Son speaks of upheaval as mother’s rural home to shut

Margaret McCormick, resident of the soon to close Garvagh care home, seen three years ago
Margaret McCormick, resident of the soon to close Garvagh care home, seen three years ago

The son of a disabled care home resident who will soon be forced out of her current facility has spoken of the upheaval it will mean for his family.

Robert McCormick said moving his mother Margaret from her soon-to-be-axed care home in a highly-rural part of the Province to another facility in the area looks extremely difficult.

He was speaking after Four Seasons Health Care announced it is to shut seven of its care homes, including hers in Garvagh. The seven employ almost 400 staff and cater for over 250 residents.

Robert’s mother Margaret, aged 72, has dementia, is unable to walk, and has “100 per cent nursing needs” according to her son, has been in roughly 50-resident Garvagh home for over three-and-a-half years.

Robert, who lives about three miles from the home in north-east Co Londonderry, was told of the news at 12.45pm on Tuesday.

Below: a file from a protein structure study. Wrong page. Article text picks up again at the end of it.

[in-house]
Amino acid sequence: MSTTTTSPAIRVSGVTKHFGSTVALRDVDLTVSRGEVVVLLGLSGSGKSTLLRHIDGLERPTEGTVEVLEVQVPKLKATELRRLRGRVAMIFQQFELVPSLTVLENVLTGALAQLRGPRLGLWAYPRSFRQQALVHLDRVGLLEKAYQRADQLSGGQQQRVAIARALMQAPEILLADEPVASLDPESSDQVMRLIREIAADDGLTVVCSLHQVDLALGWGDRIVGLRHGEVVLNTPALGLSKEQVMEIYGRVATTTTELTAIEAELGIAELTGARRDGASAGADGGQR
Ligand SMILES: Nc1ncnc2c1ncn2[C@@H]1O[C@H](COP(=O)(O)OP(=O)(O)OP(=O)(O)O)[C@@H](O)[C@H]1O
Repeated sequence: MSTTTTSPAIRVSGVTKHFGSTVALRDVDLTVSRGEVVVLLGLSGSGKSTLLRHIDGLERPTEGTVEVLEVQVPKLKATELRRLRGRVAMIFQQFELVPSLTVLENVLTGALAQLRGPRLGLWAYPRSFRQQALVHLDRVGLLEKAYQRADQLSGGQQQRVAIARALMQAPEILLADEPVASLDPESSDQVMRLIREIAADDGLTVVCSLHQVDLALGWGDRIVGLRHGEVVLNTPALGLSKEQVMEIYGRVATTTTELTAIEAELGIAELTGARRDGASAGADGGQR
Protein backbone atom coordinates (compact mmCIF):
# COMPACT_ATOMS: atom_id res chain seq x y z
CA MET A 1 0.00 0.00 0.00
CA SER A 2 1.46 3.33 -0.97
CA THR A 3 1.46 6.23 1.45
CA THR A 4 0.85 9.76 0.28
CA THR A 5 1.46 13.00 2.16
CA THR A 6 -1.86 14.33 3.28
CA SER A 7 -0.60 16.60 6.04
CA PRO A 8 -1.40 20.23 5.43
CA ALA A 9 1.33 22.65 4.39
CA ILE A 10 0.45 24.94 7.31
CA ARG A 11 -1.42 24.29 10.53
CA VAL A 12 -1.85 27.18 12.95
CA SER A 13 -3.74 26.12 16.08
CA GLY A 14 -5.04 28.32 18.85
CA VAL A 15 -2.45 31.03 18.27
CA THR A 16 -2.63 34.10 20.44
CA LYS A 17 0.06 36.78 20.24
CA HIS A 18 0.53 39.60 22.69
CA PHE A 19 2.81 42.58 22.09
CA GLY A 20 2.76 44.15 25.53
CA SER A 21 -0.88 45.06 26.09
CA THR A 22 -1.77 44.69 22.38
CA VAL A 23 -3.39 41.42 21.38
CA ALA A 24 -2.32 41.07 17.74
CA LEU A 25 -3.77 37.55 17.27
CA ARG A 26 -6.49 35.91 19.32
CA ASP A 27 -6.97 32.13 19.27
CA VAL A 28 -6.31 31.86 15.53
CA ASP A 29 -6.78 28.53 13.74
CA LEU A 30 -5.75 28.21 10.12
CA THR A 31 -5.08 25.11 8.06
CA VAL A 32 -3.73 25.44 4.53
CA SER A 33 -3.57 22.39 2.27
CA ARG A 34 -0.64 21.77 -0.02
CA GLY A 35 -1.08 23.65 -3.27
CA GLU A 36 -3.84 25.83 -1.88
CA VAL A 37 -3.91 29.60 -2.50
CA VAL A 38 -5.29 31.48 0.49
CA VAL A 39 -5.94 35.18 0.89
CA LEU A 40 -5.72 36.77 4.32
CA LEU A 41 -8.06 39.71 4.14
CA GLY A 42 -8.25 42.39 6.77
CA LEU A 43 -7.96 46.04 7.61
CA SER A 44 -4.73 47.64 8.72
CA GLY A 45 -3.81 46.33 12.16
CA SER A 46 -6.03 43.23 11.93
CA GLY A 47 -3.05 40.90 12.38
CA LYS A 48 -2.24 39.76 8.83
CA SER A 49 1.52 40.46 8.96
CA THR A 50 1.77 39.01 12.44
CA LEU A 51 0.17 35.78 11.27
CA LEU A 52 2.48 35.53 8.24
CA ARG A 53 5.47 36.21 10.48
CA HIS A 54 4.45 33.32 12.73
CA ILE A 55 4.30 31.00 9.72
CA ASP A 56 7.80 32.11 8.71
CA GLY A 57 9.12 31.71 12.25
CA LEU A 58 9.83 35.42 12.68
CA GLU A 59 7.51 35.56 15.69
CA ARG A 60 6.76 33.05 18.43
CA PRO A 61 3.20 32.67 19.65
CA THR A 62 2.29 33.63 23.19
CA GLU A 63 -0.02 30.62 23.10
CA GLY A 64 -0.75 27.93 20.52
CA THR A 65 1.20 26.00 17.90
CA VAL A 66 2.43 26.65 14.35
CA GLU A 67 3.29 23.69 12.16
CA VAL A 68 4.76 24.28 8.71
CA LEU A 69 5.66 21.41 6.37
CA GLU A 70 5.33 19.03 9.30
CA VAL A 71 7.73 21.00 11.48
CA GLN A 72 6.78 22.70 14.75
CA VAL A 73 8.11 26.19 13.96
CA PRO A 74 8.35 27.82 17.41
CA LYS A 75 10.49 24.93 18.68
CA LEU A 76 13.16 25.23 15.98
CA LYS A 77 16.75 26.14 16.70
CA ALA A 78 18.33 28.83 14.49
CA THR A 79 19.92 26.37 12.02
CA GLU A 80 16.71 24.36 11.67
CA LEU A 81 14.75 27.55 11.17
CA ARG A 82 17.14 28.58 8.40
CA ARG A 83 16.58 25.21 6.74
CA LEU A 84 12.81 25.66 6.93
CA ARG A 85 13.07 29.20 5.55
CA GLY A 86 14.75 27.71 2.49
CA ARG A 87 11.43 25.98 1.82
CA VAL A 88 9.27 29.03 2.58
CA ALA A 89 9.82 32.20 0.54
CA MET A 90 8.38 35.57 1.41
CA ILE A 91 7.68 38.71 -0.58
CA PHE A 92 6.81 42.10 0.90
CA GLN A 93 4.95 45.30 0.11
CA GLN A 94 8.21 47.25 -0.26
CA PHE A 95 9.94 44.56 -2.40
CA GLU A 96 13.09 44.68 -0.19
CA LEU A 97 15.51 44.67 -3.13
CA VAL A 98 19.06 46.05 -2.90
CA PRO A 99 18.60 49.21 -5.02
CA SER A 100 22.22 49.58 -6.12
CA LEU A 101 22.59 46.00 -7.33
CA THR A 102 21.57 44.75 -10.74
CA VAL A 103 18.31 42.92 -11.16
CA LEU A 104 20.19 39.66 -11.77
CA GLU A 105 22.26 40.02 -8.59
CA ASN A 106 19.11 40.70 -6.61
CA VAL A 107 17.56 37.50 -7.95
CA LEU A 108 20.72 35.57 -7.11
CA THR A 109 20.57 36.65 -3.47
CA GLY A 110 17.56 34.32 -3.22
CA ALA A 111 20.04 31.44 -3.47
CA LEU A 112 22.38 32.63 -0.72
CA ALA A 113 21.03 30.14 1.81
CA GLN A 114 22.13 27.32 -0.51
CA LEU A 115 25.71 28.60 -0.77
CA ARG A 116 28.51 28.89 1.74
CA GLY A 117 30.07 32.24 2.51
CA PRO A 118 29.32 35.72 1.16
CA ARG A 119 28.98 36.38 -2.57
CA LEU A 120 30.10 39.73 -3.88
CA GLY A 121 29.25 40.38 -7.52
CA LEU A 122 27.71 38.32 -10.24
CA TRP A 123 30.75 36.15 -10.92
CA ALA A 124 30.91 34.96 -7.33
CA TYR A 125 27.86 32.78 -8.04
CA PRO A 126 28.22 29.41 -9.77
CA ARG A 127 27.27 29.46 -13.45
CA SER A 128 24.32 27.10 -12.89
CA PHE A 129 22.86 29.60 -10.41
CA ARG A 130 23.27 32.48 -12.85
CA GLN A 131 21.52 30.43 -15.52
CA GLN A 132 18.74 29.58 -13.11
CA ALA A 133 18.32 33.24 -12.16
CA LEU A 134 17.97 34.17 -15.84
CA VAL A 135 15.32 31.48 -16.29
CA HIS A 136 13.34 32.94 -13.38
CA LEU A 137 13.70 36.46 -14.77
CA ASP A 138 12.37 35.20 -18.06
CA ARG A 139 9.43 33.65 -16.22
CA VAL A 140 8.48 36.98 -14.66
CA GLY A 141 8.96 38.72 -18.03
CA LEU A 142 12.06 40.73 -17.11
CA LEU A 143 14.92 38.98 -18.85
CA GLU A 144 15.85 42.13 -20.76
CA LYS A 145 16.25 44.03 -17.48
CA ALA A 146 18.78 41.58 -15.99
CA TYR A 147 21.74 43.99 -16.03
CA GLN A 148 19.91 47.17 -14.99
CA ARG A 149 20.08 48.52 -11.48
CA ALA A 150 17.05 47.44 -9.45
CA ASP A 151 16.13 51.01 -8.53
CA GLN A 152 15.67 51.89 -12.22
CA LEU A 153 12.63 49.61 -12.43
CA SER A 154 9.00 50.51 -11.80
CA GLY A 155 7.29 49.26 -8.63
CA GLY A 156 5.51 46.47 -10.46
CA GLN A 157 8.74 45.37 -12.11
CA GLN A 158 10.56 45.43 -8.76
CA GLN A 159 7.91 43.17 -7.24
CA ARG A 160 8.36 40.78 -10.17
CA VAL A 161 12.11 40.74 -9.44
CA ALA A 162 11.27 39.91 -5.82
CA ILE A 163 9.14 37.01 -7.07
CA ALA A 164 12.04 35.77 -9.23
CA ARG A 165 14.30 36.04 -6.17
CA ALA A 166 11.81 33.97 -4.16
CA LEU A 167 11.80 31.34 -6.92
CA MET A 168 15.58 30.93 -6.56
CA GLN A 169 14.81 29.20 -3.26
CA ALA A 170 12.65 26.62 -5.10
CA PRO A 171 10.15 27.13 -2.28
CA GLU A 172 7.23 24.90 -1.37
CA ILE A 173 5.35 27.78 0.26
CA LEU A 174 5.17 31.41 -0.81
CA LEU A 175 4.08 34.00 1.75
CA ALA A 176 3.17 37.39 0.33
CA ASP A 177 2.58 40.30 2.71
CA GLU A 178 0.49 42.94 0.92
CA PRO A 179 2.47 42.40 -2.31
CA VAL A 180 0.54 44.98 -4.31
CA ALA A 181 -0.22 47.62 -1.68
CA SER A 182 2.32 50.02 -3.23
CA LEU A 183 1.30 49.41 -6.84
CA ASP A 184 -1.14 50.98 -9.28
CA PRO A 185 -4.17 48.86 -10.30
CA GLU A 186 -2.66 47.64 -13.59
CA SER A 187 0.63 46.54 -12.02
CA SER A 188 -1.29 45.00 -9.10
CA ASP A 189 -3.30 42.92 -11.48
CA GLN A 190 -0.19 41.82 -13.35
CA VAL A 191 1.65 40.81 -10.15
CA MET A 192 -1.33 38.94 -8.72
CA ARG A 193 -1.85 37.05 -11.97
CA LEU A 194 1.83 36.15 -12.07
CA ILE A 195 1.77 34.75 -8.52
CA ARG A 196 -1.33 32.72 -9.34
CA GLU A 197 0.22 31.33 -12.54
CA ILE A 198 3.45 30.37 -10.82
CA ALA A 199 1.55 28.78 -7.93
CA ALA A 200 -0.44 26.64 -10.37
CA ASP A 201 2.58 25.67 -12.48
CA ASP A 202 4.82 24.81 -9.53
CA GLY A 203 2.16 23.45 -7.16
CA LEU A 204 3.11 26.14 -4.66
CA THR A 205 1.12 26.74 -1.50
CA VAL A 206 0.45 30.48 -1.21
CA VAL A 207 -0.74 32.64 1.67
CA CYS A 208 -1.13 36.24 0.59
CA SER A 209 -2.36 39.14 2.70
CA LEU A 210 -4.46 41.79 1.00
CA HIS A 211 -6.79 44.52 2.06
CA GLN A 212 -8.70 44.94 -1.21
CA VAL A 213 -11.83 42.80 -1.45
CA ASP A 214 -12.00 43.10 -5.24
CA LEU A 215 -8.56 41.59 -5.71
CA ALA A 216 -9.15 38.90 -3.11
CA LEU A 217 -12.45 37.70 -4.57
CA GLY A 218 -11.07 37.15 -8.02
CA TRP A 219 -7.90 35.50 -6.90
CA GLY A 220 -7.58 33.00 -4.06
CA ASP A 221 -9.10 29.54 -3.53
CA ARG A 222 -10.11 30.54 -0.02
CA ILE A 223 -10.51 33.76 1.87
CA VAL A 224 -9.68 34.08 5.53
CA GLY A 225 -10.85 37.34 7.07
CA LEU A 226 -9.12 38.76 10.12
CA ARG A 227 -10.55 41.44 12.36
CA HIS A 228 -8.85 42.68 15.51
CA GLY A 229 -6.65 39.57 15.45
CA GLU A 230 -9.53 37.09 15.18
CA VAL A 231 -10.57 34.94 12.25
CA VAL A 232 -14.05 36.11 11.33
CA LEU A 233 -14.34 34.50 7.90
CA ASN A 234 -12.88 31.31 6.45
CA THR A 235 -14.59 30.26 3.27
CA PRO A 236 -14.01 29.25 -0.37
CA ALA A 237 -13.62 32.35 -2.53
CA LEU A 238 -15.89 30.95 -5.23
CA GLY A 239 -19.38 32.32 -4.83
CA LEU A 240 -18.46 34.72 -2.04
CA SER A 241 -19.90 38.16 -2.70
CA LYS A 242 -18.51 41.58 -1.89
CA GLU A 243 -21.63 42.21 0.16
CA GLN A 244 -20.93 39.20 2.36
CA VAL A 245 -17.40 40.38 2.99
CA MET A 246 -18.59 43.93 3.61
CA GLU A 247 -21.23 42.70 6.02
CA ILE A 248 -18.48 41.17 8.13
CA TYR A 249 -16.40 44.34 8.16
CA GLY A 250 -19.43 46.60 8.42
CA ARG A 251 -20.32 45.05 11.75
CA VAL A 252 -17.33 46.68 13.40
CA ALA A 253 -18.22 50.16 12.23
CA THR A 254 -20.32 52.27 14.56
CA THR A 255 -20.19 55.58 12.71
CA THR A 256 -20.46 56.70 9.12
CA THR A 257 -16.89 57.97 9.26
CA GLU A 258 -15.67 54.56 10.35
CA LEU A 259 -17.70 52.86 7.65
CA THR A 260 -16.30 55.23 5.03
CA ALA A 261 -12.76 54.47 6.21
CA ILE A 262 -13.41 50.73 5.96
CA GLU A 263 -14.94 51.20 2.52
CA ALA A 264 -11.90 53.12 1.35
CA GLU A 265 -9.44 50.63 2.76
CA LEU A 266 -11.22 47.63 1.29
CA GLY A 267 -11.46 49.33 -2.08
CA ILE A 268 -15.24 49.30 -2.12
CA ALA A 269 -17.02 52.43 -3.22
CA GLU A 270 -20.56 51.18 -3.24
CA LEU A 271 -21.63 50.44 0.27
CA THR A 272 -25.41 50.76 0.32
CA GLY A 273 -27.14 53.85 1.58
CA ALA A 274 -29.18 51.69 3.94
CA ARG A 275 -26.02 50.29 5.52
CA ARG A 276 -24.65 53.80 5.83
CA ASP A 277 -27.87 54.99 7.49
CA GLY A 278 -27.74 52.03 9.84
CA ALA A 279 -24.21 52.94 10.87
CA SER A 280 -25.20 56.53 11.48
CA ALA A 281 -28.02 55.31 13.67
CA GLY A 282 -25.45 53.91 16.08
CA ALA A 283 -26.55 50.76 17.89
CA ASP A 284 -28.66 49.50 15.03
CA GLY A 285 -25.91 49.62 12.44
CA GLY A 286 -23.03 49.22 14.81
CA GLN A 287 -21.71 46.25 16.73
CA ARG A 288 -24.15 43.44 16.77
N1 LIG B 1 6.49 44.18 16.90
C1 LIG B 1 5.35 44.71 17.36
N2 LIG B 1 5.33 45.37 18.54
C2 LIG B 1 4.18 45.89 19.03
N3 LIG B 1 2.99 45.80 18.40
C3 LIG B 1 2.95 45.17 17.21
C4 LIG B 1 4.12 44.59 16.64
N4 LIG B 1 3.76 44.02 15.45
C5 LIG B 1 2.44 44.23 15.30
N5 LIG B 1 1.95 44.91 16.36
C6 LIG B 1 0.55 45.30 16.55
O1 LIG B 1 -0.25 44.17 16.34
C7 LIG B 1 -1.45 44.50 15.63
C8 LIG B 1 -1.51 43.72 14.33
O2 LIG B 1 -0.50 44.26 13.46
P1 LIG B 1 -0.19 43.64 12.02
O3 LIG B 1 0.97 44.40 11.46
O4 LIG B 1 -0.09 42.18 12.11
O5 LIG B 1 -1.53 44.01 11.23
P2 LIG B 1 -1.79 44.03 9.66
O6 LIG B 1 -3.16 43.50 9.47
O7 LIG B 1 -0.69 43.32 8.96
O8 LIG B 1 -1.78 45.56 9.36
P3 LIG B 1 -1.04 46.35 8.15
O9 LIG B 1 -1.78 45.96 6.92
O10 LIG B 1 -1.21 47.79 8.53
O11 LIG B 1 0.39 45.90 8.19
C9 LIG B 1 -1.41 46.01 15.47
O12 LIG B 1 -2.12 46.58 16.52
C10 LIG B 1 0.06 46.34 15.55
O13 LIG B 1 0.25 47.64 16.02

“That was the first inkling there was that there were any problems,” he said.

He added: “At the moment, in this locality, there’s nothing. We have to put our mother’s name on waiting lists.

“We’ve been out as soon as we heard this, putting my mother’s name down for some of the local ones. There’s a waiting list for them all.”

He said they are all private homes, and, as far as he is aware, there are no state ones nearby.

The health minister had announced plans to suspend the closure of 10 state-run homes to deal with the ramifications of the Four Seasons closures, which will take effect from February.

“We can’t speak highly enough of the care the girls in that care home give her,” said Robert of the Garvagh home.

“They know her ways, because she’s been there for so long... These have become these people’s homes. They are taking these elderly, vulnerable people out of their own homes. It’s a big ask.”

Any move is going to be “very stressful,” both for her and his father too (who is also in his 70s, and goes to visit her).

Robert said his mother knows nothing about what is soon to happen to her.

The other homes are in Antrim, Armagh, Donaghcloney, Ballynahinch, and the Victoria Park and Stormont homes in Belfast.

The Patient and Client Council – a government-run body – issued a statement on Thursday morning which said it is “working to ensure that residents and their families have the information they need”.

It said those with concerns should contact their local health trust, or call the Patient and Client Council helpline on 0800 917 0222.